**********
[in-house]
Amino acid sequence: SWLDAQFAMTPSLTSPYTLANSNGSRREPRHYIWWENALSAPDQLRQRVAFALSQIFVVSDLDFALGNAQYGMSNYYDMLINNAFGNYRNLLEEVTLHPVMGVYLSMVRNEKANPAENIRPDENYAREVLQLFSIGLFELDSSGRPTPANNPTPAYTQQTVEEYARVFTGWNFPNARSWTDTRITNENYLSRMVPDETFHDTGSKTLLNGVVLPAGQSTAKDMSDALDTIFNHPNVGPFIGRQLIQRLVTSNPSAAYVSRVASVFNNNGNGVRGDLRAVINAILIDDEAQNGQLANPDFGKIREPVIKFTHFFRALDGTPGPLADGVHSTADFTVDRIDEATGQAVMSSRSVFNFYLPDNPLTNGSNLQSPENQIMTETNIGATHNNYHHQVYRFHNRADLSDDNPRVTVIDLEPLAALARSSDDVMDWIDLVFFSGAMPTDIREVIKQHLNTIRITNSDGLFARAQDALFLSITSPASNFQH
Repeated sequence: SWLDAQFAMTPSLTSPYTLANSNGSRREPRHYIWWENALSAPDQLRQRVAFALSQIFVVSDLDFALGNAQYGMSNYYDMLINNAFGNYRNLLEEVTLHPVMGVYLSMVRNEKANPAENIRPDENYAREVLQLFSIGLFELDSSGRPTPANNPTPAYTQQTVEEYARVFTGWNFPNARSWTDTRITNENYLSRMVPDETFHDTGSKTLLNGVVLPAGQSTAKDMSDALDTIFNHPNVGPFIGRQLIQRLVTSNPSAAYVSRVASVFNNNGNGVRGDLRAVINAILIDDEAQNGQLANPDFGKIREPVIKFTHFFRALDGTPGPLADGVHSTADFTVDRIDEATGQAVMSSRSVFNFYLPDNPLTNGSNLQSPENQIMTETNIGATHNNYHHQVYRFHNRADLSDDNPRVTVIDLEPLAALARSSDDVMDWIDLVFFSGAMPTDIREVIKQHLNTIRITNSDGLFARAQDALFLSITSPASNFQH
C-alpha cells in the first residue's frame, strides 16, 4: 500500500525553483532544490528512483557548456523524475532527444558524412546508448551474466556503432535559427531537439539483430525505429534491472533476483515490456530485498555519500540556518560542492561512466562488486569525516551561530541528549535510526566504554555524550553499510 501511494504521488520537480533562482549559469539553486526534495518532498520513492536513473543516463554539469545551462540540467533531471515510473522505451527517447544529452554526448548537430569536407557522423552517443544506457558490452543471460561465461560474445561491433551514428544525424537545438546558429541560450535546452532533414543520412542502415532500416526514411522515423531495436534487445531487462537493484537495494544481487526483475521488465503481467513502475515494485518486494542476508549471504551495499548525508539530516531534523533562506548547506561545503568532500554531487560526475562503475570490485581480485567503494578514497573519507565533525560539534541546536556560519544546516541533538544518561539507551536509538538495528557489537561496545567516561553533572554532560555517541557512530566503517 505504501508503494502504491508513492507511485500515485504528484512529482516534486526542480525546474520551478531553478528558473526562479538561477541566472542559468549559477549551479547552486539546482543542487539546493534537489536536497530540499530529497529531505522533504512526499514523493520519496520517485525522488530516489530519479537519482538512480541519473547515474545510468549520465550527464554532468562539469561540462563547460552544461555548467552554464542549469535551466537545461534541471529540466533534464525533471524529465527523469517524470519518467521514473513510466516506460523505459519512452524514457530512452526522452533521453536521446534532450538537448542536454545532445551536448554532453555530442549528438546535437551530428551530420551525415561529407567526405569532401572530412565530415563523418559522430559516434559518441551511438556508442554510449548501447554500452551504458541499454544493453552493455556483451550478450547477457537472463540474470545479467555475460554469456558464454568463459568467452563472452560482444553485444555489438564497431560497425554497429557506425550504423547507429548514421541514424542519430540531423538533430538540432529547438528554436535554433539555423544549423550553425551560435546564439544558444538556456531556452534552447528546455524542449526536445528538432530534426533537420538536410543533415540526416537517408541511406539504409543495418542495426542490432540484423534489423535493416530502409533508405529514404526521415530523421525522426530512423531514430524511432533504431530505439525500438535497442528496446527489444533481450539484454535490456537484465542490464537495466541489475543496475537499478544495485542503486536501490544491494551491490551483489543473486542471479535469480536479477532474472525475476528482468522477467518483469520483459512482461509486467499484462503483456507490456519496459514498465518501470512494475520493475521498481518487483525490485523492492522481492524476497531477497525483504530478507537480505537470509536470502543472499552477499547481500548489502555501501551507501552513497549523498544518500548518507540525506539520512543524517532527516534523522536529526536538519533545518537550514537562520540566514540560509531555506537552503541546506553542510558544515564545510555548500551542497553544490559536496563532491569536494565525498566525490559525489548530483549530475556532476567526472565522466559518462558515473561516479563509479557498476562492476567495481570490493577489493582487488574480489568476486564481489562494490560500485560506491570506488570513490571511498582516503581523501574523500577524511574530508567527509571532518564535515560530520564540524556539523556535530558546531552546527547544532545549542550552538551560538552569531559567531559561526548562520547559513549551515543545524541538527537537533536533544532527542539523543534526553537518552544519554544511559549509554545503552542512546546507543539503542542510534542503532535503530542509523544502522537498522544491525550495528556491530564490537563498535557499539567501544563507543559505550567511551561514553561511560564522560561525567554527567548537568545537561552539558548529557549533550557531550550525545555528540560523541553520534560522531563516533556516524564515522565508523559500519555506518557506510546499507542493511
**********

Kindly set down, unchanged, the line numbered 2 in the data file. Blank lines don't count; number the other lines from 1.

Amino acid sequence: SWLDAQFAMTPSLTSPYTLANSNGSRREPRHYIWWENALSAPDQLRQRVAFALSQIFVVSDLDFALGNAQYGMSNYYDMLINNAFGNYRNLLEEVTLHPVMGVYLSMVRNEKANPAENIRPDENYAREVLQLFSIGLFELDSSGRPTPANNPTPAYTQQTVEEYARVFTGWNFPNARSWTDTRITNENYLSRMVPDETFHDTGSKTLLNGVVLPAGQSTAKDMSDALDTIFNHPNVGPFIGRQLIQRLVTSNPSAAYVSRVASVFNNNGNGVRGDLRAVINAILIDDEAQNGQLANPDFGKIREPVIKFTHFFRALDGTPGPLADGVHSTADFTVDRIDEATGQAVMSSRSVFNFYLPDNPLTNGSNLQSPENQIMTETNIGATHNNYHHQVYRFHNRADLSDDNPRVTVIDLEPLAALARSSDDVMDWIDLVFFSGAMPTDIREVIKQHLNTIRITNSDGLFARAQDALFLSITSPASNFQH